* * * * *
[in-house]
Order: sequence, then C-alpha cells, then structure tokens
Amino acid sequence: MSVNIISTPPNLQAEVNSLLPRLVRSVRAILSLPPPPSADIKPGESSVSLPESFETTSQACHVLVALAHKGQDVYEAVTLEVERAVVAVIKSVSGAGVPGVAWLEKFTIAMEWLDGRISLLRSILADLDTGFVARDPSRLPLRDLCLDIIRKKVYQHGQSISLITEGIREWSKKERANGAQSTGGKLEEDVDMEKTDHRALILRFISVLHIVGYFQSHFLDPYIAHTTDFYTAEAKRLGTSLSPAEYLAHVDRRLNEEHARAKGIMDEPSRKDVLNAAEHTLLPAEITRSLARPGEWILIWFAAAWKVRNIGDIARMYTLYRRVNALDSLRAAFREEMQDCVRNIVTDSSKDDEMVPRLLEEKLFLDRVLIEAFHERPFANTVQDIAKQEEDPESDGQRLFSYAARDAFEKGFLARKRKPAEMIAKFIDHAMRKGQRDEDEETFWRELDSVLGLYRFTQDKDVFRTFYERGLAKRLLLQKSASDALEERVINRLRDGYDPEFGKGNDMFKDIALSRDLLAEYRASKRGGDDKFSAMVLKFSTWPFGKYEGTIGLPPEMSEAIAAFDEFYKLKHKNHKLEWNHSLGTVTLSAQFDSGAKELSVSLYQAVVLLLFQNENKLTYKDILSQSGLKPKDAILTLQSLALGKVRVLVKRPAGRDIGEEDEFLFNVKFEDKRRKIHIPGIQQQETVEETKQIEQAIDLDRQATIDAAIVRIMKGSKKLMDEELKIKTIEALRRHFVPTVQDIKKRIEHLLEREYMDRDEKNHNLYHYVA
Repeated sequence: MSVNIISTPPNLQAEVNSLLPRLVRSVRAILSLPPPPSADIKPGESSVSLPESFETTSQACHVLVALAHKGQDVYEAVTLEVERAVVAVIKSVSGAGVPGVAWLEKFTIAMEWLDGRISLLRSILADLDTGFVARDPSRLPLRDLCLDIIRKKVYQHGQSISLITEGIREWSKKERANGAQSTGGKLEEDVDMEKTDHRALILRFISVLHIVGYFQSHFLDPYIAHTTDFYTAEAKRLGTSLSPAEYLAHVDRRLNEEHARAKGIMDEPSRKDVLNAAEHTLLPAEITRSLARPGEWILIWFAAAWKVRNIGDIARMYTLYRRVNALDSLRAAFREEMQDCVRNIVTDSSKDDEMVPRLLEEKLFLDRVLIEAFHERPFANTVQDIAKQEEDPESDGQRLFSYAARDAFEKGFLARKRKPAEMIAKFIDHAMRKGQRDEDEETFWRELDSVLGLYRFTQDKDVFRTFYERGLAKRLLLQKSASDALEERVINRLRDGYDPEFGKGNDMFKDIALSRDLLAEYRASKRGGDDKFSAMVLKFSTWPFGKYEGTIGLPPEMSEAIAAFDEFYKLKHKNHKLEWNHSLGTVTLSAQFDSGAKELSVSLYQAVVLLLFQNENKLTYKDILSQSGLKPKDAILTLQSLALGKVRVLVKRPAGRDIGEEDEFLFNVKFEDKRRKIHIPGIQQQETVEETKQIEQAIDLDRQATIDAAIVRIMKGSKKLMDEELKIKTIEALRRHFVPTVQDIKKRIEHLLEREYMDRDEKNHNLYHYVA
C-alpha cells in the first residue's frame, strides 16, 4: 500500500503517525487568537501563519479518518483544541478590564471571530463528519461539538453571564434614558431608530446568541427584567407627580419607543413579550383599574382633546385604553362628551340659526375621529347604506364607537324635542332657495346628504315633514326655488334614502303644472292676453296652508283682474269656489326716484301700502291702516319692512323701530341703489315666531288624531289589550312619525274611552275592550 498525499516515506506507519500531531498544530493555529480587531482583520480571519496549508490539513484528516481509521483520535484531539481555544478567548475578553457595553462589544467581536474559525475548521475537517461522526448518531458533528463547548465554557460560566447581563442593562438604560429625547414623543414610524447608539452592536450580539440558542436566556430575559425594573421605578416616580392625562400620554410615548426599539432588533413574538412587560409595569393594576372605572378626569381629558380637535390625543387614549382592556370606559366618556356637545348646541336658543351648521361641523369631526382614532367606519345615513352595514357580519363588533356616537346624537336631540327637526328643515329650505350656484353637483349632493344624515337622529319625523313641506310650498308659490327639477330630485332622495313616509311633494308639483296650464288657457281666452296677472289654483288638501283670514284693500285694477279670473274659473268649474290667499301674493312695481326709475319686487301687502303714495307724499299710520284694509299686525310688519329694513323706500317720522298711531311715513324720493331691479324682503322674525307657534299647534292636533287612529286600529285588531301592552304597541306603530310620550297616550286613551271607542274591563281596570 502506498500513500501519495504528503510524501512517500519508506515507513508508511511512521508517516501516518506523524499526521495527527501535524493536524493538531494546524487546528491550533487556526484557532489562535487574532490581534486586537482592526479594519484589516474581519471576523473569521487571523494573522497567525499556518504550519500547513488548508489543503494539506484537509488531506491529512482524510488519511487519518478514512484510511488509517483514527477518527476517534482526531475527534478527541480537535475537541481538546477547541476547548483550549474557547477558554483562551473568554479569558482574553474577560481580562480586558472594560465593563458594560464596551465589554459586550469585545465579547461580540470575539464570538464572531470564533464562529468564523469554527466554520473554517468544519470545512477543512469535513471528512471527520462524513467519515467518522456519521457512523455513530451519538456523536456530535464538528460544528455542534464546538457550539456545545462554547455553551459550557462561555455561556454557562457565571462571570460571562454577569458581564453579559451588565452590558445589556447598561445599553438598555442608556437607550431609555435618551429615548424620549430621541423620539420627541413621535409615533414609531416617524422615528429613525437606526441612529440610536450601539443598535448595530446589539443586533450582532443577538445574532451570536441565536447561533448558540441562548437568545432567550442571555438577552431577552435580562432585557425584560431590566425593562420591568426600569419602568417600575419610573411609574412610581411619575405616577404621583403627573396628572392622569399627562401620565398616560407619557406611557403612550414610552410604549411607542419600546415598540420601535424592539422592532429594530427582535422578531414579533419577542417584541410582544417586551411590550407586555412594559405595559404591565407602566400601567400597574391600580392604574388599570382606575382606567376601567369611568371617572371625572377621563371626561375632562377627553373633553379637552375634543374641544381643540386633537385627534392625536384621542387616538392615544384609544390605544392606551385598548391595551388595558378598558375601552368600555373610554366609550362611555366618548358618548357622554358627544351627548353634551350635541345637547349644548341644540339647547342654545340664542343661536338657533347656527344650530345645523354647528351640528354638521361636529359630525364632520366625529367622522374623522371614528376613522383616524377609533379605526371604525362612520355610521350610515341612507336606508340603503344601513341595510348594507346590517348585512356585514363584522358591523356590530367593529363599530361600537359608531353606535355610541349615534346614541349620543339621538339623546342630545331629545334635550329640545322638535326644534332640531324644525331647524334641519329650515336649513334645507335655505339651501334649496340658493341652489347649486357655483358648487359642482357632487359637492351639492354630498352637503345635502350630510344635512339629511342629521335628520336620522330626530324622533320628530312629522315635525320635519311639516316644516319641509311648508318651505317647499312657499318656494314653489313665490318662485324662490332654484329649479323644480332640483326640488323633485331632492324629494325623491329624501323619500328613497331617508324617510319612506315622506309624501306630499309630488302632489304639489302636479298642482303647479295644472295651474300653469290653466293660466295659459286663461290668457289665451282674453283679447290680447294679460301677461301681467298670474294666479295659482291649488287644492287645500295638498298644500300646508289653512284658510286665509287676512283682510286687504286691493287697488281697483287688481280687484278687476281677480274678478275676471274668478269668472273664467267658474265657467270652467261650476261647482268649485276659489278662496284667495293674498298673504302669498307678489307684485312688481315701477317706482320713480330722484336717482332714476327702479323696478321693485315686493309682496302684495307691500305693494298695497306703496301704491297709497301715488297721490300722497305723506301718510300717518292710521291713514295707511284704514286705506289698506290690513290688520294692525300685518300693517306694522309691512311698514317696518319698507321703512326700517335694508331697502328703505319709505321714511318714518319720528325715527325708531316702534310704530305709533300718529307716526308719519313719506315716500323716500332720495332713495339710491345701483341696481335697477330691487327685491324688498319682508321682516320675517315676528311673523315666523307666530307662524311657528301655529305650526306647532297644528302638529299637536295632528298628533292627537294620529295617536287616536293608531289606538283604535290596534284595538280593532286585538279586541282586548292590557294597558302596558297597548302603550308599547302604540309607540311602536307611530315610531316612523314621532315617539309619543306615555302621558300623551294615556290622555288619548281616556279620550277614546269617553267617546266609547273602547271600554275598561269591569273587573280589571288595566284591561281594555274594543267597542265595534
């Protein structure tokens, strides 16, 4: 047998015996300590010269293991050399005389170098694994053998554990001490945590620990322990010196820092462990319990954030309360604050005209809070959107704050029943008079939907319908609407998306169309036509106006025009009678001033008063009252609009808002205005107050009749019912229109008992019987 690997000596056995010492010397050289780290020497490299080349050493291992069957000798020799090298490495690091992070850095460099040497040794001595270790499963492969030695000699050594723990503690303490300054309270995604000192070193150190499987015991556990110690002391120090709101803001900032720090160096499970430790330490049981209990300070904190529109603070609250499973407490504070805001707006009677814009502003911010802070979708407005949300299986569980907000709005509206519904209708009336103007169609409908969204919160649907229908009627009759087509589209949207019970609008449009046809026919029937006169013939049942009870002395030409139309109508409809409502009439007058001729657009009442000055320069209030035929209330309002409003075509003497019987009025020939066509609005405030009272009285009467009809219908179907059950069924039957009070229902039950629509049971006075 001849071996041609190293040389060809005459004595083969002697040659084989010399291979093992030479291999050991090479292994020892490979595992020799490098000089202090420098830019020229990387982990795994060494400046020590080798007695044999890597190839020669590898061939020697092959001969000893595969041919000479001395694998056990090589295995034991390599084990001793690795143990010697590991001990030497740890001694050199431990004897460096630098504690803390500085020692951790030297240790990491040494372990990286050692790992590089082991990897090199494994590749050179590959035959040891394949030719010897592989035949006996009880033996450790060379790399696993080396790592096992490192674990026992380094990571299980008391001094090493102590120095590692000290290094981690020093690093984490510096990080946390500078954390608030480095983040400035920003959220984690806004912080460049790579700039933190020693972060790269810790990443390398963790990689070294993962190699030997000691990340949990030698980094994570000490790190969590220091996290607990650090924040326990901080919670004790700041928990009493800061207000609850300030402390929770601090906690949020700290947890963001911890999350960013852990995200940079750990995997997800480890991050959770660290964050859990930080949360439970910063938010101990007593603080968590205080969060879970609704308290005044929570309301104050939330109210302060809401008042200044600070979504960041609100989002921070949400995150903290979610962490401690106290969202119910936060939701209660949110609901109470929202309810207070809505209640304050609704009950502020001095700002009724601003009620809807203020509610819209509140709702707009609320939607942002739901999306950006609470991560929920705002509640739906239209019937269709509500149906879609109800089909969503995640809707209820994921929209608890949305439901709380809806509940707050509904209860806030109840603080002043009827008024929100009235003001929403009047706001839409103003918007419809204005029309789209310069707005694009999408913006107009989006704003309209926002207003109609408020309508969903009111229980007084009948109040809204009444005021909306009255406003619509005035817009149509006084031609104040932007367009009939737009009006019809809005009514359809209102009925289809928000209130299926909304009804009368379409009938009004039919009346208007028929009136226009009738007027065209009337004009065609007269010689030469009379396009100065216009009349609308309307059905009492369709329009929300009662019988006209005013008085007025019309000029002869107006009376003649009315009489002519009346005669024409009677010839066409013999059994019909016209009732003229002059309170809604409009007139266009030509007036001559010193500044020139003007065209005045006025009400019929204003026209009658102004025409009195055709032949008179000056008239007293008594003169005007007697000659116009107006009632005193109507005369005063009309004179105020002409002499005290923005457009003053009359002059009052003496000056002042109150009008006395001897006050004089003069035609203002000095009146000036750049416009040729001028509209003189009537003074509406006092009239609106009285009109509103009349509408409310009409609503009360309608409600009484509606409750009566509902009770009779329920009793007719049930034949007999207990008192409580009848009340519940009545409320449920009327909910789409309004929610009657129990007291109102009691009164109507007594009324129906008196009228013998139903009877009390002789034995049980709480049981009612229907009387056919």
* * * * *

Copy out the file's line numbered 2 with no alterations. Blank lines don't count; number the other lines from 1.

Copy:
Order: sequence, then C-alpha cells, then structure tokens